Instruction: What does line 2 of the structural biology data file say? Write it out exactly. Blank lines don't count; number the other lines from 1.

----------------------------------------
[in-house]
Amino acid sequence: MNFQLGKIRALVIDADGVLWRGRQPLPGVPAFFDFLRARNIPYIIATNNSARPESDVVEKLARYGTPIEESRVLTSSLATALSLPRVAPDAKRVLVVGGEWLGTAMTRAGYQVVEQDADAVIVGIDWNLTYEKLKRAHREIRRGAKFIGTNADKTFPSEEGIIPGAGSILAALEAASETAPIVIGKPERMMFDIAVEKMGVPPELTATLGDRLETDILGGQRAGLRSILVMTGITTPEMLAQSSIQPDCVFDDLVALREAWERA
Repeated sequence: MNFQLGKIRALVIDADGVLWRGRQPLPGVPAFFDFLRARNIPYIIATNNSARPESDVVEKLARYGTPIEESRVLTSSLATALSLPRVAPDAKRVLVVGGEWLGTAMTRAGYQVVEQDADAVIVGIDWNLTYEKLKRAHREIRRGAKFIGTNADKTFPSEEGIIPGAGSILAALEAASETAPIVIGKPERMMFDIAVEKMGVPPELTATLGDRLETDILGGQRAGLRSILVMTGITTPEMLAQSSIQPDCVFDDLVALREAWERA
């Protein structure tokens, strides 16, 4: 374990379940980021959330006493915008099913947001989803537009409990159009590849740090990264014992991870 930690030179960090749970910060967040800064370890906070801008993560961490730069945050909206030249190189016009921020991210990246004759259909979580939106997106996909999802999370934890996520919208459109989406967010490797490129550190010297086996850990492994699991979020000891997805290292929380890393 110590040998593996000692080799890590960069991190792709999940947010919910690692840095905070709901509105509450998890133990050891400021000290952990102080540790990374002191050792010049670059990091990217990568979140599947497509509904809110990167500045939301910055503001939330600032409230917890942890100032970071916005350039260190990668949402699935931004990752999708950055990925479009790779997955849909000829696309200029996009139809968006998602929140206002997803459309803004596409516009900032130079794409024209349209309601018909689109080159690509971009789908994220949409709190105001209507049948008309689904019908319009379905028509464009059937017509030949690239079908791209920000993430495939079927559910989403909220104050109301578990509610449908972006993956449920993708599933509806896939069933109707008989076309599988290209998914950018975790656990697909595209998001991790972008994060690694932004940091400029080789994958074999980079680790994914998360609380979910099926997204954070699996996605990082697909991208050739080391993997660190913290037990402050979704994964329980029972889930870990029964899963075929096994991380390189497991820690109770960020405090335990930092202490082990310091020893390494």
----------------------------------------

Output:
Amino acid sequence: MNFQLGKIRALVIDADGVLWRGRQPLPGVPAFFDFLRARNIPYIIATNNSARPESDVVEKLARYGTPIEESRVLTSSLATALSLPRVAPDAKRVLVVGGEWLGTAMTRAGYQVVEQDADAVIVGIDWNLTYEKLKRAHREIRRGAKFIGTNADKTFPSEEGIIPGAGSILAALEAASETAPIVIGKPERMMFDIAVEKMGVPPELTATLGDRLETDILGGQRAGLRSILVMTGITTPEMLAQSSIQPDCVFDDLVALREAWERA